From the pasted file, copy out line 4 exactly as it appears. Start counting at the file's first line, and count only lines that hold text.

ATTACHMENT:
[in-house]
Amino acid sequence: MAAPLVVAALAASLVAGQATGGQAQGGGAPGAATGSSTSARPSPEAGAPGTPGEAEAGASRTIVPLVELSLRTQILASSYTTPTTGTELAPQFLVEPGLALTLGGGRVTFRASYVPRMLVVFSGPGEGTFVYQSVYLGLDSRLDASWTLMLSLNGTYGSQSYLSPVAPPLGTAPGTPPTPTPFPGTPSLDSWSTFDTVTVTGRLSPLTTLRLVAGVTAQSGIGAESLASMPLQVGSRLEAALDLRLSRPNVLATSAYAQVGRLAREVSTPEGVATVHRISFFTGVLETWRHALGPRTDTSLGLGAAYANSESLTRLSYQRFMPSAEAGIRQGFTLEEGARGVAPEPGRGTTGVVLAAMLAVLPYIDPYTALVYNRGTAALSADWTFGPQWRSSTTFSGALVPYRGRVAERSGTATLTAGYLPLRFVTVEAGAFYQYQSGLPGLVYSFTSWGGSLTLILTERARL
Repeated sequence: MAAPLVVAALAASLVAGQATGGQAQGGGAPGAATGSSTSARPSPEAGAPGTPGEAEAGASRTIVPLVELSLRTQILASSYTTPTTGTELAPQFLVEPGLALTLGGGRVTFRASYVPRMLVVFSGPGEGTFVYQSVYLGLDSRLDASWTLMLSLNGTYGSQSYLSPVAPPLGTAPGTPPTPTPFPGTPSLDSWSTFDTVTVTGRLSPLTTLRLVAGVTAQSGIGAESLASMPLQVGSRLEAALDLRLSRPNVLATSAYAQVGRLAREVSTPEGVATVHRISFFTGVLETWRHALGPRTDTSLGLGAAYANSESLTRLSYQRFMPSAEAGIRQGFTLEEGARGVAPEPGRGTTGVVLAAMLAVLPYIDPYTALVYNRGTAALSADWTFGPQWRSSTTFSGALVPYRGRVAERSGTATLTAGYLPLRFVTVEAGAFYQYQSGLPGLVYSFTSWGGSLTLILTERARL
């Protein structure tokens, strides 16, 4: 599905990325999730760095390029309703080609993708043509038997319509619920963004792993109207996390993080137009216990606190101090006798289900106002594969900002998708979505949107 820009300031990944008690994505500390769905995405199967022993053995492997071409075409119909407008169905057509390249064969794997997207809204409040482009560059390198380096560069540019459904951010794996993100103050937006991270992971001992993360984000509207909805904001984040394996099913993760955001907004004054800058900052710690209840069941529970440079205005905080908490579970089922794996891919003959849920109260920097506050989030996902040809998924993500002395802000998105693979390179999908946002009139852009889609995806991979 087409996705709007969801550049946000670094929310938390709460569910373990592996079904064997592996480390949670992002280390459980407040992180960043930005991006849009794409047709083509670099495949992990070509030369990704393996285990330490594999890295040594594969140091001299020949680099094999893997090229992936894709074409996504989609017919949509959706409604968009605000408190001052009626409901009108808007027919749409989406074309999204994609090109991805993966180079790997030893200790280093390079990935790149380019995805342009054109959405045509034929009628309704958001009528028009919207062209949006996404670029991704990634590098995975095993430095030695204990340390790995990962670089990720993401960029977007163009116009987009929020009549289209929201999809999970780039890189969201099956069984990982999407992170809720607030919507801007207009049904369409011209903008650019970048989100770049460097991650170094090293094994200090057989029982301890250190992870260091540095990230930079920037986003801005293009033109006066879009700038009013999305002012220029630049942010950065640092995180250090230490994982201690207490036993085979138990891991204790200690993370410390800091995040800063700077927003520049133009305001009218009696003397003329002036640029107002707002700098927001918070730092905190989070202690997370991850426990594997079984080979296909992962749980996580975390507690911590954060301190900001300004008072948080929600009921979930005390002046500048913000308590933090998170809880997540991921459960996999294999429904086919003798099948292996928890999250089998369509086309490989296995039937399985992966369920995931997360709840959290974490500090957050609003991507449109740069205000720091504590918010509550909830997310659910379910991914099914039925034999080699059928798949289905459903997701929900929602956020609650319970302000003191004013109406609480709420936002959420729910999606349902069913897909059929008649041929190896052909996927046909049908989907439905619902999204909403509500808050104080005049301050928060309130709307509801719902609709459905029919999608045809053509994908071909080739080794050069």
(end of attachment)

């Protein structure tokens, strides 16, 4: 599905990325999730760095390029309703080609993708043509038997319509619920963004792993109207996390993080137009216990606190101090006798289900106002594969900002998708979505949107 820009300031990944008690994505500390769905995405199967022993053995492997071409075409119909407008169905057509390249064969794997997207809204409040482009560059390198380096560069540019459904951010794996993100103050937006991270992971001992993360984000509207909805904001984040394996099913993760955001907004004054800058900052710690209840069941529970440079205005905080908490579970089922794996891919003959849920109260920097506050989030996902040809998924993500002395802000998105693979390179999908946002009139852009889609995806991979 087409996705709007969801550049946000670094929310938390709460569910373990592996079904064997592996480390949670992002280390459980407040992180960043930005991006849009794409047709083509670099495949992990070509030369990704393996285990330490594999890295040594594969140091001299020949680099094999893997090229992936894709074409996504989609017919949509959706409604968009605000408190001052009626409901009108808007027919749409989406074309999204994609090109991805993966180079790997030893200790280093390079990935790149380019995805342009054109959405045509034929009628309704958001009528028009919207062209949006996404670029991704990634590098995975095993430095030695204990340390790995990962670089990720993401960029977007163009116009987009929020009549289209929201999809999970780039890189969201099956069984990982999407992170809720607030919507801007207009049904369409011209903008650019970048989100770049460097991650170094090293094994200090057989029982301890250190992870260091540095990230930079920037986003801005293009033109006066879009700038009013999305002012220029630049942010950065640092995180250090230490994982201690207490036993085979138990891991204790200690993370410390800091995040800063700077927003520049133009305001009218009696003397003329002036640029107002707002700098927001918070730092905190989070202690997370991850426990594997079984080979296909992962749980996580975390507690911590954060301190900001300004008072948080929600009921979930005390002046500048913000308590933090998170809880997540991921459960996999294999429904086919003798099948292996928890999250089998369509086309490989296995039937399985992966369920995931997360709840959290974490500090957050609003991507449109740069205000720091504590918010509550909830997310659910379910991914099914039925034999080699059928798949289905459903997701929900929602956020609650319970302000003191004013109406609480709420936002959420729910999606349902069913897909059929008649041929190896052909996927046909049908989907439905619902999204909403509500808050104080005049301050928060309130709307509801719902609709459905029919999608045809053509994908071909080739080794050069």